5 Years After the #MeToo Movement: Positive Accomplishments

#MeToo Movement

The #MeToo movement started over ten years ago, aiming to spread a clear message to survivors of sexual harassment: you are not alone. However, it did not gain widespread attention from the general public until the release of the New York Times exposé on Harvey Weinstein shook Hollywood to the core. Today, five years later, the movement is as alive as ever, with more and more women coming out with their own stories.

But has anything significant changed in these five years? Or are women just as oppressed and harassed as they always have been? Read on to find out as we take a look at the positive accomplishments of the movement.

1. The Banning of NDAs

One of the most significant discoveries of the Weinstein case was that powerful men use nondisclosure agreements (NDAs) to cover up any sexual harassment allegations. In the Weinstein case, these agreements were a part of a settlement the women had to sign.

The NDAs would silence the women and forbid them from ever bringing up any abuse they had suffered. In return, they would receive money. This tactic of buying the victim’s silence allowed the men to repeat their behaviors over and over again.

However, things are starting to change. Several states, including California, New York, and New Jersey, have banned the use of NDAs in cases of sexual assault. In addition, several federal acts have been introduced, all aimed at prohibiting certain types of NDAs in different harassment cases.

While these steps are still small, they are taking things in the right direction. Their primary purpose is to inspire women to come out and share their stories with the world. It seems to be working so far.

2. More Protection for Workers

Of course, sexual harassment isn’t just reserved for Hollywood, as power dynamics are typical in any workplace. Women all over the world are struggling to maintain their positions and thrive in male-dominated domains. They often have to stay silent about sexual misconduct to keep their jobs and reputations.

Many companies are changing their policies to put an end to these kinds of situations. Apart from creating more diverse environments and putting women in positions of power, companies have tried other approaches as well.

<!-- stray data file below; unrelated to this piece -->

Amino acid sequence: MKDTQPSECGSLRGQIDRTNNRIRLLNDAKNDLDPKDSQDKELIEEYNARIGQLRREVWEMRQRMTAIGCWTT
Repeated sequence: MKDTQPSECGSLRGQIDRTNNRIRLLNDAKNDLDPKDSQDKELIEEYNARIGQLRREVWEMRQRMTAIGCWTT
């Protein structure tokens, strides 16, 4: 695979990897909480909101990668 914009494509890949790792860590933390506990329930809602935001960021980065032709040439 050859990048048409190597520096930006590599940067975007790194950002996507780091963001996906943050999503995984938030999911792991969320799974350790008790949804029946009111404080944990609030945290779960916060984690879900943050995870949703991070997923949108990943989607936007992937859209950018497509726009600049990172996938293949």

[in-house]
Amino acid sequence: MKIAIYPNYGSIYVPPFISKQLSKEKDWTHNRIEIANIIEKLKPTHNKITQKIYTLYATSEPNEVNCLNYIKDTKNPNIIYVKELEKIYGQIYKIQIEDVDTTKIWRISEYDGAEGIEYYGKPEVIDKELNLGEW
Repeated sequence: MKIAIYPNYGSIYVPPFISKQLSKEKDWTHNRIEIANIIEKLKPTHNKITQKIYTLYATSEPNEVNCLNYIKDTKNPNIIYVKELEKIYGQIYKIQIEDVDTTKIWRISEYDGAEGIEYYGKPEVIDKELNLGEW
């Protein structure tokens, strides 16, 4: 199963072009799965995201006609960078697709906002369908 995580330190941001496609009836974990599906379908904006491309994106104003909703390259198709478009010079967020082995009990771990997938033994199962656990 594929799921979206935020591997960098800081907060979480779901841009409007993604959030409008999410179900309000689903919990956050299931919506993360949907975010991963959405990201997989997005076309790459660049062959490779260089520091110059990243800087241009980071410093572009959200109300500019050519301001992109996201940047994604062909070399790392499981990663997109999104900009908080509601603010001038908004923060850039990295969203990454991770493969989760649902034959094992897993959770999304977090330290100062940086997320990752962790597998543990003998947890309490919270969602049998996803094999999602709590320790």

Namely, some hotels have introduced panic buttons for all their employees. These buttons connect to a system that lets security personnel know when the employees are in danger at work. Many women found these buttons helpful when they were harassed at work, saying they feel safer knowing they have a way out.

3. Many Survivors Got Restitution

One of the defining moments of the last five years was the case of Larry Nassar, the former team doctor of the American gymnasts. He was found guilty of assaulting over 100 girls and teens, as well as for having child pornography in his possession. The court sentenced him to 40 to 175 years in prison, meaning that he will not be getting out of there alive.

Hundreds of athletes testified against him and the Michigan State University, which had to pay between $250,000 and $2.5 million to each victim. It was the largest settlement fund ever created by a University for a sexual assault case.

This case started a wave of restitution payments for victims all over the country. Women in all spheres started demanding justice, and it paid off, quite literally. For example, the EEOC won over $70 million from different companies on behalf of survivors in 2018. This number was almost 50% higher than in the year before.

4. The Movement to End Tipped Minimum Wage Has Taken Off

Restaurant and bar workers are often those who experience the most sexual harassment. Whether the abuse is verbal or physical, these women are too often the targets of people who treat them as if taking abuse is in their job description.

These workers are too afraid to come forward or stand up for themselves as it would result in losing tips. For many of them, that would mean not being able to pay their bills and buy food.

To put an end to this, seven states have put an end to tipped minimum wage, and others will soon follow. The #MeToo movement and the stories of the brave women who wanted to stand up for themselves inspired these changes.

Of course, the fight is far from over. For tipped minimum wage to become history, both the House and the Senate have to agree. For now, that still hasn’t happened.

5. The Time’s Up Legal Fund Helped Thousands

Many people can never even dream about seeking justice, as suing their assaulter would be too expensive. To that end, many legal funds have popped up in the last few years, including the Time’s Up Legal Fund.

These funds help women get justice by paying for all their legal fees. Since its launch in 2018, Time’s Up has helped over 3,600 women find an attorney and start pursuing their cases. With the way their message is spreading around the country, this number will surely only grow.

A Few Parting Words

The #MeToo movement has helped make tremendous progress when it comes to raising awareness of sexual assault. From financial restitution to assisting women in pursuing their cases in court, it is undeniable that the movement has helped immensely.

However, there is still a long way to go. Real change needs to begin at the top, and the Senate and Congress are yet to take any real action. Until they do, there is only so much a hashtag and any number of brave women can really do.

The views expressed in this article are those of the authors and do not necessarily reflect the views or policies of The Political Anthropologist.